In a recent interview with his alma mater Wharton School of Business, Oaktree Capital Management, LP cofounder and chairman Howard Marks explained some of the unconventional influences that impacted the way that he approaches investments today.

Howard Marks Oaktree Capital - Risk

As a Wharton student, Marks was required to study foreign literature, and decided to focus on Japan for no particular reason, but then it “really contributed to my philosophy as an investor [teaching me], among other things, that change is inevitable, you can’t hold back the process, and you have to adapt.”

Success depends on what you pay: Marks

This point of view was reinforced when Marks got his start at Citibank, where the standing policy was to invest in the best companies in the US, almost regardless of what the stocks actually cost, an investment strategy called the Nifty 50 that cost the bank a lot of money. When it switched directions and started looking for companies that didn’t have as much growth but were also much cheaper, the opposite happened.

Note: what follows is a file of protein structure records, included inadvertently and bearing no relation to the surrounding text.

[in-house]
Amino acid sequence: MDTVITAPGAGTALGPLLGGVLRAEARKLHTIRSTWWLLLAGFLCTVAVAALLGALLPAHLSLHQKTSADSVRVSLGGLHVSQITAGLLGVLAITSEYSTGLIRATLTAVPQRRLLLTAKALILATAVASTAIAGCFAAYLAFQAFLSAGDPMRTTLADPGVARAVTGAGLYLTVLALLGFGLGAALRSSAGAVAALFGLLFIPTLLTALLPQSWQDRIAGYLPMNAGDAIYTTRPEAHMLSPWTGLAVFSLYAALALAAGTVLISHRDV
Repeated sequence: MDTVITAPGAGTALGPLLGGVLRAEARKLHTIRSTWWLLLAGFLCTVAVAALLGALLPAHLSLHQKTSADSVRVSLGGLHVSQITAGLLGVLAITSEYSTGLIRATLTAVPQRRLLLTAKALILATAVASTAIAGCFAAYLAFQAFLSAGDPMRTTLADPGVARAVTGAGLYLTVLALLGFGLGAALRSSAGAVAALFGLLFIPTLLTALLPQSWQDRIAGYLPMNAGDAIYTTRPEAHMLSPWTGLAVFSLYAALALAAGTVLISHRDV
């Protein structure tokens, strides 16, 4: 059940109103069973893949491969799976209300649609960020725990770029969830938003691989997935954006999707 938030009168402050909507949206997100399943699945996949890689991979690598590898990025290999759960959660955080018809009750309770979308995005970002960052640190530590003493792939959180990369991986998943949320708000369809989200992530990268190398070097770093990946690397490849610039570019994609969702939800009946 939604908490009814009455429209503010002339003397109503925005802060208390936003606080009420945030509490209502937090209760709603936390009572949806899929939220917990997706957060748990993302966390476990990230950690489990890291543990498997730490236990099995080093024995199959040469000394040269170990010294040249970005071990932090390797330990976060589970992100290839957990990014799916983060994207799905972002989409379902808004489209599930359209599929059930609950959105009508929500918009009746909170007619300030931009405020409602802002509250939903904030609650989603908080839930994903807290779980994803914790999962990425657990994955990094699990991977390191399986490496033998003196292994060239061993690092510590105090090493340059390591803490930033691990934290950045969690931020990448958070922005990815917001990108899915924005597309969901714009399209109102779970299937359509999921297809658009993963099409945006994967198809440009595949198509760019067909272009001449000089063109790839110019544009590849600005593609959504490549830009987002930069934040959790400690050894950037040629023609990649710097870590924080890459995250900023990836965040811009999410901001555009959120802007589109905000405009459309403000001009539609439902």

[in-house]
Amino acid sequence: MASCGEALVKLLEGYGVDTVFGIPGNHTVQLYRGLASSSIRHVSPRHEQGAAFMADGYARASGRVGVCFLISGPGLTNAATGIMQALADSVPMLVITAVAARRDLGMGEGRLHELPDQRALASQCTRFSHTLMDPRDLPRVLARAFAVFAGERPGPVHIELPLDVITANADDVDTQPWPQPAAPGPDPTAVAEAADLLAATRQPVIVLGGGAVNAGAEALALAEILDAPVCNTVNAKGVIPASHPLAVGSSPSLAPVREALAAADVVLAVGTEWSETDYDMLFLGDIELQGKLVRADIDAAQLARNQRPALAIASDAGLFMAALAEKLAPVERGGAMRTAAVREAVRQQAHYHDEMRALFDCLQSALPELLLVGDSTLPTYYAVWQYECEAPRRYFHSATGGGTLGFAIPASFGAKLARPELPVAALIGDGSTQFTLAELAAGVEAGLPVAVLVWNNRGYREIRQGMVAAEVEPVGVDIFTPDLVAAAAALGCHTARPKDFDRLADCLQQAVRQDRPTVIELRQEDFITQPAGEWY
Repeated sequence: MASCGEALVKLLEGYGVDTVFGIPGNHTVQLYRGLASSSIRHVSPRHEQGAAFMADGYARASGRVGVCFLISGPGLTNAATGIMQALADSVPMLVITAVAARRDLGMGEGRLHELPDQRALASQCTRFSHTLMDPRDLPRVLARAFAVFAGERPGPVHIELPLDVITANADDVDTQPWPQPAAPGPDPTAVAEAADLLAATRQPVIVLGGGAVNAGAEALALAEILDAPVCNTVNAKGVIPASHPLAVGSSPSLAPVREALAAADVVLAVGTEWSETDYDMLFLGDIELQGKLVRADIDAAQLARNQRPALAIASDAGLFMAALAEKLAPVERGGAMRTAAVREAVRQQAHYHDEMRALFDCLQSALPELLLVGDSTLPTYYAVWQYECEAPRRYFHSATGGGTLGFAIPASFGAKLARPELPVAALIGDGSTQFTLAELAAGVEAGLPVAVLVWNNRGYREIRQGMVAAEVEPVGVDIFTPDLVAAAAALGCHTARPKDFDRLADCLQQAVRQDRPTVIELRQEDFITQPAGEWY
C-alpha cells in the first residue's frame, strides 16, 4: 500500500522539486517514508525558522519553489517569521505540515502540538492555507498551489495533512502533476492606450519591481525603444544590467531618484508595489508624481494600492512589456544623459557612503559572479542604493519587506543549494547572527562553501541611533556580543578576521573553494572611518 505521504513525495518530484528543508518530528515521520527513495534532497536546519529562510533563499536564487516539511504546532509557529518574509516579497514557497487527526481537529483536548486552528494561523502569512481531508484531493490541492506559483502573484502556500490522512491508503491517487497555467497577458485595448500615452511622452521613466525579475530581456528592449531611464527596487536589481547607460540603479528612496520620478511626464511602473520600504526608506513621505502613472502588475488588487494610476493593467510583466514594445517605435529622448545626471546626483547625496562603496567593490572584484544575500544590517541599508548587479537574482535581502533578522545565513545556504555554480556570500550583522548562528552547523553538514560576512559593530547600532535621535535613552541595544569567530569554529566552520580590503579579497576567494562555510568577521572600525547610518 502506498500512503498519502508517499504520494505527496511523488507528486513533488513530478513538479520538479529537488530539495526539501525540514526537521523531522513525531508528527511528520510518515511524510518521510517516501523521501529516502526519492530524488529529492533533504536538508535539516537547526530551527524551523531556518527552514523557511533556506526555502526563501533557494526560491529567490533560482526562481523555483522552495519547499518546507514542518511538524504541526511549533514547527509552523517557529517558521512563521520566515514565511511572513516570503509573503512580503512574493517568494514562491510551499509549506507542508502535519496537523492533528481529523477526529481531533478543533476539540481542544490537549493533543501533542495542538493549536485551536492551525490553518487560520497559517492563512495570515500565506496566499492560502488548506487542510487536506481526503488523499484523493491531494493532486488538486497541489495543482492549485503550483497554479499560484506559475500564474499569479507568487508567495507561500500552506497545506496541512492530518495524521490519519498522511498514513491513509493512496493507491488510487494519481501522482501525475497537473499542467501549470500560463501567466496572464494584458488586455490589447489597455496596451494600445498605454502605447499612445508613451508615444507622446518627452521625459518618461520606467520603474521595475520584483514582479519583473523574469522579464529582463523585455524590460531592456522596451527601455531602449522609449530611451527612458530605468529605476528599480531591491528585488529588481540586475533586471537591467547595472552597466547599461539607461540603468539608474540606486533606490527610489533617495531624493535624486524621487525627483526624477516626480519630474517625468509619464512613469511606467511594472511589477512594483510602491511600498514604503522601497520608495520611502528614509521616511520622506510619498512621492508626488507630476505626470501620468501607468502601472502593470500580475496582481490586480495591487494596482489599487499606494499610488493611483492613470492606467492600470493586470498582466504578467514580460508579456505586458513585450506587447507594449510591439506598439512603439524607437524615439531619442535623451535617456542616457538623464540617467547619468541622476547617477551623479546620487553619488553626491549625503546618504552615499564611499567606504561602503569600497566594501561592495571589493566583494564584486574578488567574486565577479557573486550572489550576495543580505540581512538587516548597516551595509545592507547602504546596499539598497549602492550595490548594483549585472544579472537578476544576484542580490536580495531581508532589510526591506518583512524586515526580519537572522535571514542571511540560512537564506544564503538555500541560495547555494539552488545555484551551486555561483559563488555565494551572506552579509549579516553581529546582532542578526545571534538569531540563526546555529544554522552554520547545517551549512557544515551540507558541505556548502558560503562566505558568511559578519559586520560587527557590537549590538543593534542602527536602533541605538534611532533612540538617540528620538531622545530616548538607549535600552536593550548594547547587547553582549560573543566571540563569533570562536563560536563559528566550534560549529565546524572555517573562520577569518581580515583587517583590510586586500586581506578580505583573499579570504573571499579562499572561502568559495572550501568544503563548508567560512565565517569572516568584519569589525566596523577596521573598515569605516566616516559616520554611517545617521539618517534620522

“It shouldn’t take you too long to figure out that success in investing is not a function of what you buy. It’s a function of what you pay,” says Marks.

He says that what’s important is finding a company with good intrinsic value that will weather difficult economic times, which are sure to hit any long-term investment, and avoid losing money more than seeking big returns. As long as losses are kept to a minimum, he figures that there will be enough winners to pull up the average and provide good returns. The result is that Oaktree has averaged 23% returns over the last quarter century with 95% of all outcomes being positive.

He also warns students to stay away from assets without any intrinsic value (gold, internet start-ups, Bitcoin) because you are relying on other people’s opinion of what they are worth, while a company that pays dividends and will likely do so for many years has at least some baseline value.

Marks warns students not to work their lives away

Since Marks is talking to business students (who would probably love to have a career half as successful as his has been), he gives some parting advice that you wouldn’t normally expect from such a successful investor and fund manager.

“It’s OK to take a drudge job and work in an investment bank 20 hours a day for a couple of years if it will advance you up that career path, but don’t do it for 30 years. This is the only life you get.”